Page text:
Comparison of Effects Between Central and Peripheral Stage I Lung Cancer Using Image-Guided Stereotactic Body Radiotherapy via Helical Tomotherapy

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Abstract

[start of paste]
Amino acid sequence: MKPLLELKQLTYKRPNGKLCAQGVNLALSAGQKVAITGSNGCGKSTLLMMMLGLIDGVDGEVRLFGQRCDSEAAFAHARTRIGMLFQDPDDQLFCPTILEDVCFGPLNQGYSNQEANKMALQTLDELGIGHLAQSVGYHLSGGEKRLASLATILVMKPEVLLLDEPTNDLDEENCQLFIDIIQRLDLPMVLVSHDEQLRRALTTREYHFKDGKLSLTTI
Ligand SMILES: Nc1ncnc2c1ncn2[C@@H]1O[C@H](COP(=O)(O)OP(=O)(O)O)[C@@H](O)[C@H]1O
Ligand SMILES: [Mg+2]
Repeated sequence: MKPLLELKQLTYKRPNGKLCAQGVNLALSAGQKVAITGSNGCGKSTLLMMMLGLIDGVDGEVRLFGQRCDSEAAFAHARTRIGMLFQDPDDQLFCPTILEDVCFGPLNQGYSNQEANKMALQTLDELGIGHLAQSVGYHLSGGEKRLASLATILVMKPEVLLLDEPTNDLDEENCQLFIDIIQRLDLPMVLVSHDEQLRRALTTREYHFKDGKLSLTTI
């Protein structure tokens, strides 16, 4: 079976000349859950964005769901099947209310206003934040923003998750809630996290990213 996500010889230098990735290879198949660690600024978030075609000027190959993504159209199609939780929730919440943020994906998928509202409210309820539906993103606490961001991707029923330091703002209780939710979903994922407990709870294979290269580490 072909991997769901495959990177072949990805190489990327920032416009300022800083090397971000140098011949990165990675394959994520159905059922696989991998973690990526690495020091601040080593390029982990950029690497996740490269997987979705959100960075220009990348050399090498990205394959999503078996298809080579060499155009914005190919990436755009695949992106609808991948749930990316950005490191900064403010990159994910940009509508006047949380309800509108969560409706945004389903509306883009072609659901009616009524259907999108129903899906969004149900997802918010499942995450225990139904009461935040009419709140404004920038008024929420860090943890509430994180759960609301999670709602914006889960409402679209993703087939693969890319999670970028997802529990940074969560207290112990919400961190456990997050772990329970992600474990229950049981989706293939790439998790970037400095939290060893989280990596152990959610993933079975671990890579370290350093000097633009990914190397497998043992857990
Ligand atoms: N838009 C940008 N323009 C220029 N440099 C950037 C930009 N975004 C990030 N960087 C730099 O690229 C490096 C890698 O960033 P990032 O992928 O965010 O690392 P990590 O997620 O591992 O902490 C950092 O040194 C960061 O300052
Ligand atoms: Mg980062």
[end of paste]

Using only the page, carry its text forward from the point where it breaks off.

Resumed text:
Lung cancer is a common malignant tumor with high morbidity and mortality. Here we compared the effects and outcome between central and peripheral stage I lung cancer using image-guided stereotactic body radiotherapy. From June 2011 to July 2013, a total of 33 patients with stage I lung cancer were enrolled. A total of 50 Gy in 10 fractions or 60 Gy in 10 fractions was delivered in the central arm (n = 18), while 50 Gy in 5 fractions in the peripheral arm (n = 15). Statistical analyses were performed using logistic regression analysis and Kaplan-Meier method. The mean follow-up time was 38.1 months. Three-month, 1-, 2-, and 3-year overall response rates were 66.7%, 83.3%, 61.1%, and 72.2% and 66.7%, 80%, 80%, and 80% in the central and peripheral arms, respectively. Three-year local control rates (94.4% vs 93.3%, P = .854), regional control rates (94.4% vs 86.7%, P = .412), and distant control rates (64.2% vs 61.7%, P = .509) had no differences between the central and the peripheral arms. Grade 2 radiation pneumonitis was observed in 6 of 18 patients in the central arm and in 1 of 15 patients in the peripheral arm (P = .92). Grade 2 radiation esophagitis was 5.7% in the central arm, while none occurred in the peripheral arm (P = .008). Five (15.1%) of all patients felt slight fatigue during radiotherapy. Other major complications were not observed. In conclusion, helical image-guided stereotactic body radiotherapy for central stage I lung cancer is safe and effective compared to peripheral stage I lung cancer.

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